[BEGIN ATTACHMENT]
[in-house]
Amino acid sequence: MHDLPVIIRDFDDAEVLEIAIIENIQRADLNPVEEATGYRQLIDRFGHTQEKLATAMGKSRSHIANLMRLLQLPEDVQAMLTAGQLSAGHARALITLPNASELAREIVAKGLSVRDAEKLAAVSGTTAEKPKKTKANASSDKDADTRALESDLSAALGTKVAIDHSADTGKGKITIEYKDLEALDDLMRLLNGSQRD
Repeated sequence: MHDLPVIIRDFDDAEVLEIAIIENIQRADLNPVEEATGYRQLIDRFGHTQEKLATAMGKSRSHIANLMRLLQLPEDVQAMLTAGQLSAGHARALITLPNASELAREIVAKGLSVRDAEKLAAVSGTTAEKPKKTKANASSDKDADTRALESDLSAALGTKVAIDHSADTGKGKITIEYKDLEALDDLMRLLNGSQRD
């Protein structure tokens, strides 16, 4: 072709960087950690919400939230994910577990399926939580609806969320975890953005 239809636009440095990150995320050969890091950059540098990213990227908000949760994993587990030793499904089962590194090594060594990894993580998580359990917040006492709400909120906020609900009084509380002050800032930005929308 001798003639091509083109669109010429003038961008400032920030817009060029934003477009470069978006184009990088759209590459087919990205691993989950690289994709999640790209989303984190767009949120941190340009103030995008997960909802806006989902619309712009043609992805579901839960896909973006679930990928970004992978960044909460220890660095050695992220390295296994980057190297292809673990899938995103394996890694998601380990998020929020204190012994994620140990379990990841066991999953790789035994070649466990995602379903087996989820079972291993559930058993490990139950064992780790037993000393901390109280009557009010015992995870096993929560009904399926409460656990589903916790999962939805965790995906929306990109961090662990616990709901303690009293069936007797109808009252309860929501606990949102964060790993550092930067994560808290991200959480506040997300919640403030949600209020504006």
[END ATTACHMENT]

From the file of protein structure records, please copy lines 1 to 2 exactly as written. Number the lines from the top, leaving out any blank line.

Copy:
[in-house]
Amino acid sequence: MHDLPVIIRDFDDAEVLEIAIIENIQRADLNPVEEATGYRQLIDRFGHTQEKLATAMGKSRSHIANLMRLLQLPEDVQAMLTAGQLSAGHARALITLPNASELAREIVAKGLSVRDAEKLAAVSGTTAEKPKKTKANASSDKDADTRALESDLSAALGTKVAIDHSADTGKGKITIEYKDLEALDDLMRLLNGSQRD